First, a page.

When Apple scared the pants off IT with its iCloud syncing service, both cloud-storage services (in most cases, just fancy FTP services) and mobile management vendors scrambled to offer read-only repositories to secure corporate information. Microsoft, for reasons wholly unrelated to security, played along by making its SharePoint repository servers incompatible with all but its own Windows Phone platform. VDI clients got a second wind as well, as a way for IT to keep all information safely in the data center, exposed through Windows desktops delivered to mobile devices -- a solution so ungainly it quickly became tagged as a last resort.
Few users opt for these services because they hinder work, but the desire among IT police was nonetheless deepened. All those vendors wanting a piece of the IT paranoia pie sharpened their knives.
Then we started to see an approach that was harder to argue against: the development of APIs and wrapper technology IT could apply to specific corporate apps, so the data they used stayed separate from personal apps. Quickoffice -- the closest thing to Microsoft Office in mobile -- adopted such an approach for a corporate version of its Quickoffice suite. The big names in mobile management tools -- Good Technology, MobileIron, and SAP Sybase -- all have gone down this road, partnering with providers of major business apps such as Quickoffice and Box to provide corporate-secured versions. A host of smaller vendors offered various approaches with the same goal -- Mocana and Symantec's Nukona with products that wrap apps in a way that controls who they share files with; AppCentral, Good, MobileIron, Sybase, Veracode, and Verivo with SDKs by adding app management to homegrown apps; and Antenna Software, Cellrox, Enterproid, Fixmo, and Open Kernel Labs by creating separate work partitions for corporate apps and data.
The straw that broke this camel's back
Now comes a wave of mobile apps that encrypt emails and their attachments so that they can be opened only by an IT-managed client. MobileIron announced one yesterday, and I know of several more yet to come. These apps made me realize that IT police were steadily adding more and more restrictions and locks to smartphones and tablets, making them into BlackBerry-like devices that many in IT still love because they make great agents of the state. "Like a lobster being brought to a slow boil," I thought, "and the temperature is already hitting 200 degrees!"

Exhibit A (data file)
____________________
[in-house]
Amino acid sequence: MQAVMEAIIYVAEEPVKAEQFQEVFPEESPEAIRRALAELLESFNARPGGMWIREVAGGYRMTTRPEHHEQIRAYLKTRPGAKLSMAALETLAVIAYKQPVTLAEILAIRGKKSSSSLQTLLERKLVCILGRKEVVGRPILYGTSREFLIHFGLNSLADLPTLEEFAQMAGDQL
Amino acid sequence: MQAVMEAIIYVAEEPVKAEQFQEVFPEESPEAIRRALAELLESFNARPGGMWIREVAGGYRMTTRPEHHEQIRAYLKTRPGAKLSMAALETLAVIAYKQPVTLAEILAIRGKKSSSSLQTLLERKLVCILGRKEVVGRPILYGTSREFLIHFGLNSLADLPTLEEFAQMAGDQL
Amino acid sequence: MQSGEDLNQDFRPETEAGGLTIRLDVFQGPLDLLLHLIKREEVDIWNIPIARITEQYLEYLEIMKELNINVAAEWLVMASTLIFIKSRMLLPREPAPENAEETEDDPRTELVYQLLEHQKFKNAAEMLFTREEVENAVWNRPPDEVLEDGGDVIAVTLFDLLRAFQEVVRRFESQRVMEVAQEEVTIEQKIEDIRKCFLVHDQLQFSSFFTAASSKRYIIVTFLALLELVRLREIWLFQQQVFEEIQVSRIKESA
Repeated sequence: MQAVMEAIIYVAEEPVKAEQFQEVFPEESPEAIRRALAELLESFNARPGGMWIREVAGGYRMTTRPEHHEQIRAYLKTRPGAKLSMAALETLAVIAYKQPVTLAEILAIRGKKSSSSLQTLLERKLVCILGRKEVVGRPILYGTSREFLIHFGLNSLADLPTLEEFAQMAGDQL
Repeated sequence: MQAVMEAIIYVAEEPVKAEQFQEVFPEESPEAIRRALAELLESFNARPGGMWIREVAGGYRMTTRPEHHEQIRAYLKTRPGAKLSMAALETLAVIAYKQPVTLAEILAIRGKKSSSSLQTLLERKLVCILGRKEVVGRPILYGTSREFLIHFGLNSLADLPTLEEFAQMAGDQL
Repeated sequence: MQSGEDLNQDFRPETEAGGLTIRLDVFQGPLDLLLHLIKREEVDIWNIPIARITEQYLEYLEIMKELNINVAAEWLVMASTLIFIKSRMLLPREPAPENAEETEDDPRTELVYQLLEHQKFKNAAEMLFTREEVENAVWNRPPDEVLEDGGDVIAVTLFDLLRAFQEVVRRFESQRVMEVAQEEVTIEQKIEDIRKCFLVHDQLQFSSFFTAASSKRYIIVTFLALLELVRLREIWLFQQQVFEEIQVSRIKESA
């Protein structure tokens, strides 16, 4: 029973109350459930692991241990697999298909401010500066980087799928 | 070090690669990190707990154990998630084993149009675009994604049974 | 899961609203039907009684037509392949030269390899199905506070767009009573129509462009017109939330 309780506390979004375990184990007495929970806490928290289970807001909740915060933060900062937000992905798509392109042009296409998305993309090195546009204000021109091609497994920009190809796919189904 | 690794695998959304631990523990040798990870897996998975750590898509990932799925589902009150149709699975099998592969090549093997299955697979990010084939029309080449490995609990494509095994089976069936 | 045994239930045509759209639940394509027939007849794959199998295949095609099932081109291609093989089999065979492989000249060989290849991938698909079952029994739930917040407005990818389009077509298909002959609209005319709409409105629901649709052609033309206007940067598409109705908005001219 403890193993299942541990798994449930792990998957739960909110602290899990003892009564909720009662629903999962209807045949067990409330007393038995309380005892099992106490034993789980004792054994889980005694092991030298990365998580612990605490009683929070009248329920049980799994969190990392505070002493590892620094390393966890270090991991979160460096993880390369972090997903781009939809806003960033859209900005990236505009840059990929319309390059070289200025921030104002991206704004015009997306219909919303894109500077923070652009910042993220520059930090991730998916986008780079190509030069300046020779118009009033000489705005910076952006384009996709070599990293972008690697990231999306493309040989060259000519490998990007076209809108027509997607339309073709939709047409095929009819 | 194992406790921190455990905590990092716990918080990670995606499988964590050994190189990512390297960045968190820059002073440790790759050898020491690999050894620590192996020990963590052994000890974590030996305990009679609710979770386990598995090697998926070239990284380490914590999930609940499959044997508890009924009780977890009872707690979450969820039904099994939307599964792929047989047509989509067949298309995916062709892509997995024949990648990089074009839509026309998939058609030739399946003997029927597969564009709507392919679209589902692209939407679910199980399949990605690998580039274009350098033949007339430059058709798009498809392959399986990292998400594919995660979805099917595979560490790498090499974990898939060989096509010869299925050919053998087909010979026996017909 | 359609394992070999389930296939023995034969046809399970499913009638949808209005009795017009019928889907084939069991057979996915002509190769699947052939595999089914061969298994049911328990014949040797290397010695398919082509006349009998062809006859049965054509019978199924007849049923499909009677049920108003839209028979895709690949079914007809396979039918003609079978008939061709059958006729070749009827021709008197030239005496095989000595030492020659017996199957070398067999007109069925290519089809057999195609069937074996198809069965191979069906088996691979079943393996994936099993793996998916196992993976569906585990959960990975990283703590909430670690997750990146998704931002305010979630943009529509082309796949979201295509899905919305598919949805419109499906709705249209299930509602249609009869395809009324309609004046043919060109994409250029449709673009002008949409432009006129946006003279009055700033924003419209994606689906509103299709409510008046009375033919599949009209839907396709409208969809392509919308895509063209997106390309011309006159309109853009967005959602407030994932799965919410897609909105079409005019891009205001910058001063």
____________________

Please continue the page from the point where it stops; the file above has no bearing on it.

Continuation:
I get the need to protect corporate data, but too much of it is through blind control that distrusts the very people charged with using and creating the information in the first place. Let's be honest: Security is too often used as an excuse to justify distrust, avoid human management, and avoid making the hard, honest calls on risks. Worse, the technology is applied unevenly and stupidly, which creates more opportunity for dangerous behavior and accidents.
Case in point: MobileIron's Docs@Work product announced yesterday. With it, IT can wrap emails and their attachments when delivered to iOS devices, so only the Docs@Work app can open the contents -- and only for users known to the server (such as through Active Directory integration). Companies such as Voltage have long offered similar technology for the BlackBerry, and it's a basic feature in mobile clients such as that offered by Good.
What's different about Docs@Work is that it doesn't use standad encryption or keys; instead it wraps attachments in a proprietary format -- sort of a secured Zip. MobileIron takes advantage of Apple's Open In facility to allow only the Docs@Work -- not the standard Quick Look preview facility or other apps -- to access the wrapped attachments. If the iOS user forwards the email from their iPhone or iPad, the wrapper is retained, making the attachments unopenable on computers or other mobile devices.
As you can imagine, this product should have strong appeal to the IT police. But here's where Docs@Work falls down:
- Only iOS users are "protected," though Android support is on its way. If you get the same message sent directly to your PC or Mac, it's not protected; the wrapper is added by the server only on the attachment copy pushed to iOS. In other word, mobile users are explicitly distrusted.
- All users can do is read the contents, not work on it, as you would on an iPad. MobileIron expects to add editing capabilities, likely through integration of its APIs into corporate versions of apps like Quickoffice, at some point. Until then, Docs@Work disables much of the value of getting an attachment in the first place.